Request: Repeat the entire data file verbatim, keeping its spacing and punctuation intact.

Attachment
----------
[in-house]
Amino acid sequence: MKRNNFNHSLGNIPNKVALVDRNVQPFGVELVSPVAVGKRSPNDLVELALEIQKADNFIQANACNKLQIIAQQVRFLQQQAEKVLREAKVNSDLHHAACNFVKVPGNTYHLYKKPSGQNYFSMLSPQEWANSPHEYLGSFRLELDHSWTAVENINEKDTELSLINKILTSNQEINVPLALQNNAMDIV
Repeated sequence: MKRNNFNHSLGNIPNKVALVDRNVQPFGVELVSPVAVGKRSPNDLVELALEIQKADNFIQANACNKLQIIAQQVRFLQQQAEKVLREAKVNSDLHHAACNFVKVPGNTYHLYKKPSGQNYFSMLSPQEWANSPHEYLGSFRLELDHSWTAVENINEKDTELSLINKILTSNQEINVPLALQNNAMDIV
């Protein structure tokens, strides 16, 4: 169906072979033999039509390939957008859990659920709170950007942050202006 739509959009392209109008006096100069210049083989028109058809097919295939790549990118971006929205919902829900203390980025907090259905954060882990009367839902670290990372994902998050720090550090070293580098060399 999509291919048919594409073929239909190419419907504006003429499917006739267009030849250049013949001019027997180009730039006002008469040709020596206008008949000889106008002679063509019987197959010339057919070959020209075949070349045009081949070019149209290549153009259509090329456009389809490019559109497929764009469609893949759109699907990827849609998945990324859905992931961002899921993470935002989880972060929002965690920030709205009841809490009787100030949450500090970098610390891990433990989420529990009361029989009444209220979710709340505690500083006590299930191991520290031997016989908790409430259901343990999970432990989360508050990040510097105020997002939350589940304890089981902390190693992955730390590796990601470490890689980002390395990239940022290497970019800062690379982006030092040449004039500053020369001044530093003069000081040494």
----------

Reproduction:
[in-house]
Amino acid sequence: MKRNNFNHSLGNIPNKVALVDRNVQPFGVELVSPVAVGKRSPNDLVELALEIQKADNFIQANACNKLQIIAQQVRFLQQQAEKVLREAKVNSDLHHAACNFVKVPGNTYHLYKKPSGQNYFSMLSPQEWANSPHEYLGSFRLELDHSWTAVENINEKDTELSLINKILTSNQEINVPLALQNNAMDIV
Repeated sequence: MKRNNFNHSLGNIPNKVALVDRNVQPFGVELVSPVAVGKRSPNDLVELALEIQKADNFIQANACNKLQIIAQQVRFLQQQAEKVLREAKVNSDLHHAACNFVKVPGNTYHLYKKPSGQNYFSMLSPQEWANSPHEYLGSFRLELDHSWTAVENINEKDTELSLINKILTSNQEINVPLALQNNAMDIV
């Protein structure tokens, strides 16, 4: 169906072979033999039509390939957008859990659920709170950007942050202006 739509959009392209109008006096100069210049083989028109058809097919295939790549990118971006929205919902829900203390980025907090259905954060882990009367839902670290990372994902998050720090550090070293580098060399 999509291919048919594409073929239909190419419907504006003429499917006739267009030849250049013949001019027997180009730039006002008469040709020596206008008949000889106008002679063509019987197959010339057919070959020209075949070349045009081949070019149209290549153009259509090329456009389809490019559109497929764009469609893949759109699907990827849609998945990324859905992931961002899921993470935002989880972060929002965690920030709205009841809490009787100030949450500090970098610390891990433990989420529990009361029989009444209220979710709340505690500083006590299930191991520290031997016989908790409430259901343990999970432990989360508050990040510097105020997002939350589940304890089981902390190693992955730390590796990601470490890689980002390395990239940022290497970019800062690379982006030092040449004039500053020369001044530093003069000081040494």